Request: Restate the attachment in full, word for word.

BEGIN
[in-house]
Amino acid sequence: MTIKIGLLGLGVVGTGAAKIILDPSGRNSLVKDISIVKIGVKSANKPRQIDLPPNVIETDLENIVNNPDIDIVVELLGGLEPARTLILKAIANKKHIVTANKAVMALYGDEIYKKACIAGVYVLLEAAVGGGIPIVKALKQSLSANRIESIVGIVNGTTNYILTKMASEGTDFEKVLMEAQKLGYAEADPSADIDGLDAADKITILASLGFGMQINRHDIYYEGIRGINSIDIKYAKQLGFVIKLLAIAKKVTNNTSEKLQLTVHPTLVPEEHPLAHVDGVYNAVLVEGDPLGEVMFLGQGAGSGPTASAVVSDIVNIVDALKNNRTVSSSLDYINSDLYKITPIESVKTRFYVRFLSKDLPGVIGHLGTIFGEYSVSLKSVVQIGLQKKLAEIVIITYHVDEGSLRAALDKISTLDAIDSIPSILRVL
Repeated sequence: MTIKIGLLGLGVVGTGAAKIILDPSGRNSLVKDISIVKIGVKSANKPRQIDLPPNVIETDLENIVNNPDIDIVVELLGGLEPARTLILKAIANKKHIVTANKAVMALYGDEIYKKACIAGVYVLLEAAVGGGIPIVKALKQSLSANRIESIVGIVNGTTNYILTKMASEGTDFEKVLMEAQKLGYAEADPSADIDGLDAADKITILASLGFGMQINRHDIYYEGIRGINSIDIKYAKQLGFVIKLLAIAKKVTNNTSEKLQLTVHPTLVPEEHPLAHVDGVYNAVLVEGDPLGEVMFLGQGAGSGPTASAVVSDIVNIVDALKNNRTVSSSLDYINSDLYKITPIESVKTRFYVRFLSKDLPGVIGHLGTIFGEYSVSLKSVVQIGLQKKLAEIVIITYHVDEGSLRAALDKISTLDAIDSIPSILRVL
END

[in-house]
Amino acid sequence: MTIKIGLLGLGVVGTGAAKIILDPSGRNSLVKDISIVKIGVKSANKPRQIDLPPNVIETDLENIVNNPDIDIVVELLGGLEPARTLILKAIANKKHIVTANKAVMALYGDEIYKKACIAGVYVLLEAAVGGGIPIVKALKQSLSANRIESIVGIVNGTTNYILTKMASEGTDFEKVLMEAQKLGYAEADPSADIDGLDAADKITILASLGFGMQINRHDIYYEGIRGINSIDIKYAKQLGFVIKLLAIAKKVTNNTSEKLQLTVHPTLVPEEHPLAHVDGVYNAVLVEGDPLGEVMFLGQGAGSGPTASAVVSDIVNIVDALKNNRTVSSSLDYINSDLYKITPIESVKTRFYVRFLSKDLPGVIGHLGTIFGEYSVSLKSVVQIGLQKKLAEIVIITYHVDEGSLRAALDKISTLDAIDSIPSILRVL
Repeated sequence: MTIKIGLLGLGVVGTGAAKIILDPSGRNSLVKDISIVKIGVKSANKPRQIDLPPNVIETDLENIVNNPDIDIVVELLGGLEPARTLILKAIANKKHIVTANKAVMALYGDEIYKKACIAGVYVLLEAAVGGGIPIVKALKQSLSANRIESIVGIVNGTTNYILTKMASEGTDFEKVLMEAQKLGYAEADPSADIDGLDAADKITILASLGFGMQINRHDIYYEGIRGINSIDIKYAKQLGFVIKLLAIAKKVTNNTSEKLQLTVHPTLVPEEHPLAHVDGVYNAVLVEGDPLGEVMFLGQGAGSGPTASAVVSDIVNIVDALKNNRTVSSSLDYINSDLYKITPIESVKTRFYVRFLSKDLPGVIGHLGTIFGEYSVSLKSVVQIGLQKKLAEIVIITYHVDEGSLRAALDKISTLDAIDSIPSILRVL